Experimental vacuum plate

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TomB
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Post by TomB » Tue Apr 15, 2008 7:20 pm

I may be missing something, but I would consider doing away with the seals and just covering the whole table, except for a hole where the part fit using a piece of roofing tar paper. I figure I could aford a new piece of roofing paper for every size part I wanted to hold down.

Tom

Jose Rivera
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Vacuum plate

Post by Jose Rivera » Tue Apr 15, 2008 10:05 pm

Yeah, I'll do something soon and I'll consider you suggestion as well.

Meantime, I have been using it and works great, but it could be even better once I get some bugs out, like mounting the vacuum pump away from the machine table. Is transferring vibration to the mill.

Solving the sealing problem and moving that pump out of the way will solve most of my problems.
Another thing I would have to do is isolate the pump with a box with foam to dampen the noise, but I would have to add a fan to keep it cool.

I made a safety lock for my new Clausing mill switch I won on eBay using the vacuum plate and the CNC mill.

I got inspired by Fred Ford's home page where he show his version for his drum switch. http://www.frets.com/FRETSPages/Machining/index.html

Since I am more concerned about accidentally using reverse, I put a lock on the reverse direction only
Attachments
Test.JPG
Vacuum pump.JPG
DSCF4046.JPG
DSCF4045.JPG

Jose Rivera
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Another job with the vacuum plate

Post by Jose Rivera » Fri May 30, 2008 6:25 pm

I have been using the vacuum plate regularly and I still have to do some improvements.

The Vacuum pump get pretty warm, so I am going to build a shroud and have air being pushed by a fan thru the gap in that shroud.
Another unexpected job :?

I am cutting parts for my little Hummingbird Micro Drilling Table.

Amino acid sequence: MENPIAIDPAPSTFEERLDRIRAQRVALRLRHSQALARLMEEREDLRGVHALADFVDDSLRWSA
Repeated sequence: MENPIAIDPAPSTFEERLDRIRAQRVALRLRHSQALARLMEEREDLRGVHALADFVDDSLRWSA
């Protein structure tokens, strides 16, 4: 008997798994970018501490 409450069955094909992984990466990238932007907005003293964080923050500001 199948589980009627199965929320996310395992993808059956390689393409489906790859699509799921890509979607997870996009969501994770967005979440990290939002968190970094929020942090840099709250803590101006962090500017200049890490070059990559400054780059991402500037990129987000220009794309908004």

I have sold all five of six I made (one ended up for parts) and I am getting started building another ten.
http://www.youtube.com/results?search_q ... arch_type=

Little Machine Shop is going to carry them in their stock soon.

:lol:
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CNC.JPG
There are no problems, only solutions.
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Retired journeyman machinist and 3D CAD mechanical designer - hobbyist - grandpa

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DICKEYBIRD
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Location: Collierville, TN

Post by DICKEYBIRD » Sat May 31, 2008 8:47 am

In another life & hobby, I cut all my sheet balsa & ply parts for RC model airplanes on this homemade CNC router.

I made a simple worktable/plenum from plywood and masonite with 576 holes drilled in it. The 1st job for the machine was to drill those 576 holes. I clamped 4 pieces of 1/4" foam board on it to be drilled at the same time and used those for sacrificial backing under the work to keep from carving up the table.

I just used a standard shop vac for the vacuum source. It held all work tenaciously as long as I covered any unused holes with cardboard strips.

I have done zero, zilch, nada RC designing/building/CNC cutting since I got my lathe & mill but still use it occasionally for the odd engraving job.

Image

Image

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Milton in Tennessee